Seth (Iyokpiya Kaga Sni) Eastman prepped for this year’s Dakota 38 + 2 Ride with his community deep in mourning over the November 22 mass shooting that resulted in the death of 4 Sisseton-Wahpeton tribal members and left one badly wounded. During his preparations for the ride he envisioned going to that house and taking a spirit horse there. He said he was told by Jim Miller the founder of the ride, “In the Dakota way the spirit horse will gather whatever spirit is left there.”
The Dakota 38 + 2 Ride was begun in 2005 by Jim Miller from a vision he had to commemorate and promote healing and reconciliation over the 1862 mass hanging of 38 (and later two more) Dakota men ordered by President Lincoln in Mankato, Minnesota the site of the largest mass hanging in U.S. History. The Dakota men were being executed on December 26, the day after Christmas for a Dakota uprising when the United States did not honor treaties signed with four Dakota bands giving up 35 million acres of land which left their families facing starvation.
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Miller is a descendent of one of the Dakota 38, Little Horse and Eastman is a descendent of another Little Thunder.
Eastman told a friend Galen Renville, brother of Vernon Renville one of the shooting victims, who had lost his life in the house.
He says, “I thought it would be really beneficial for the families and the whole community. I didn’t expect anything out of it, even if it was just myself I’d go and do it. I didn’t want to put it on social media because it was a spiritual thing—just word of mouth and it went around people heard I wanted to do this. Jim Miller the original founder of the ride heard and he came up. Arvol Looking Horse [the Keeper of the Sacred Pipe] came up and all the spiritual elders. It was an honor to see Jim and Arvol and the elders who are the spiritual leaders of my own community to stand there supporting because I always looked up to them. A pretty huge crowd came out to do that ride. We did a seven-mile track.”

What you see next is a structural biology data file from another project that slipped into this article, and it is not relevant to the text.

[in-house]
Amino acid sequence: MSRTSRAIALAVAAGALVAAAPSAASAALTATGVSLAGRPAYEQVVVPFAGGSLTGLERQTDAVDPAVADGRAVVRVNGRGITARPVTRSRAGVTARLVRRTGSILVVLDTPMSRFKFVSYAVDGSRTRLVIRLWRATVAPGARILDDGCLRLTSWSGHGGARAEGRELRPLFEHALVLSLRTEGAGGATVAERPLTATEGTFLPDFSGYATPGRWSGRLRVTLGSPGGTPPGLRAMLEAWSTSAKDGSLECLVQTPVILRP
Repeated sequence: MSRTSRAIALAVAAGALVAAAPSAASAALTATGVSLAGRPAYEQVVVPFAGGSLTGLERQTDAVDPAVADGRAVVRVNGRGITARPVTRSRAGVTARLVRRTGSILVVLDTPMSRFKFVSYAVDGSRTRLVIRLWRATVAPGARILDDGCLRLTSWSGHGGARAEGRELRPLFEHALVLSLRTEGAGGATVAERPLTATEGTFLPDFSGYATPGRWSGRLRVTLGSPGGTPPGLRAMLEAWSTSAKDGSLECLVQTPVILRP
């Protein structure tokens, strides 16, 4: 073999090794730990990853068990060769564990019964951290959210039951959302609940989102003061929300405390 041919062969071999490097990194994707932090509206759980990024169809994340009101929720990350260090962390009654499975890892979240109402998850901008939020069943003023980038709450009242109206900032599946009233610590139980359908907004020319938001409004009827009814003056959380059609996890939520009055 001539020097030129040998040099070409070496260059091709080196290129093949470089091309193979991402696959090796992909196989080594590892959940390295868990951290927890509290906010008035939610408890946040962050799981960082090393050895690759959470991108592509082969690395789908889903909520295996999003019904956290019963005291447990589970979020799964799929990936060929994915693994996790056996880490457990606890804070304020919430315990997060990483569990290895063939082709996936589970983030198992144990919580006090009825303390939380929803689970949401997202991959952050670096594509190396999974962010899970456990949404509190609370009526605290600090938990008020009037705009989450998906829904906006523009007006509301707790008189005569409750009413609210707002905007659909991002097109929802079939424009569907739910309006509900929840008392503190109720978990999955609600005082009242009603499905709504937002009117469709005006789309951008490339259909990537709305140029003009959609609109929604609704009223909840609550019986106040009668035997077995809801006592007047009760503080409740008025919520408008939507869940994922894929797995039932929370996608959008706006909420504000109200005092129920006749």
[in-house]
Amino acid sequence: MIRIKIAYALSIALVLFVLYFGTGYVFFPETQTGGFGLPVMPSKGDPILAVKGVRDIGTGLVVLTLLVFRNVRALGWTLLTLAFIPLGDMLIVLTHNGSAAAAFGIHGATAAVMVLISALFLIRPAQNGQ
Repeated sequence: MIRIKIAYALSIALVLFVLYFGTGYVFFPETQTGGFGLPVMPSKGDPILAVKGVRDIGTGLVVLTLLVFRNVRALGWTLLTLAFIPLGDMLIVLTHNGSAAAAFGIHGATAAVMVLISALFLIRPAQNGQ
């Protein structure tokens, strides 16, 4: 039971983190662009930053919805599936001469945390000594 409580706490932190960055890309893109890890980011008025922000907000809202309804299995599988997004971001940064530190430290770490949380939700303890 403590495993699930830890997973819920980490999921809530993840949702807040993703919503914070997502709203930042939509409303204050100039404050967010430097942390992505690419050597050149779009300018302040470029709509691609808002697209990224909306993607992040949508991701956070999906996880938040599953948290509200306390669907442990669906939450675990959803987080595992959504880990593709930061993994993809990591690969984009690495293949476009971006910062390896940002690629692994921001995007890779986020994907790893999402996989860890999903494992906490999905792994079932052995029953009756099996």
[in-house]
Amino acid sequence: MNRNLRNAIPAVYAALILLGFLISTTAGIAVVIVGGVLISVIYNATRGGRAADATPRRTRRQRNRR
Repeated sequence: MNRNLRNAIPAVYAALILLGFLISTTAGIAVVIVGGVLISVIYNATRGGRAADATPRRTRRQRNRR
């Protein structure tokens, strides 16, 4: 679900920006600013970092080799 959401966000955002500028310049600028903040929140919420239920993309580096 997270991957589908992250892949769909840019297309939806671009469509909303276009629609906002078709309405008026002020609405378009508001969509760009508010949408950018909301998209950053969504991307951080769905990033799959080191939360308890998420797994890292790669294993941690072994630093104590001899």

Richard Milda, who led the ride this year after Miller was injured said, “38 riders went to Sisseton because of the shooting that happened up there. The riders went there and circled the house and rode out to Old Agency and got a lot of support. We were very mindful of the people who are still grieving.”
Eastman explained the route the riders took, “We went south of Sisseton because symbolically our spirit goes to the southern part of the world when we die and then back up north to the Milky way. The horse is sacred—man is not as sacred—and the horse can heal the ikce wicasa, so we wanted to do that for our community. For a lot of them, it is still a recent thing and we tried to keep it really simple, not to put anything out there out of respect for the families who were still grieving.”
Kateri Bird, of the Dakota Pride treatment center helped to coordinate the meal afterwards for the community and the riders.
Eastman said, “We told the families that we are going to carry that prayer on to Mankato.”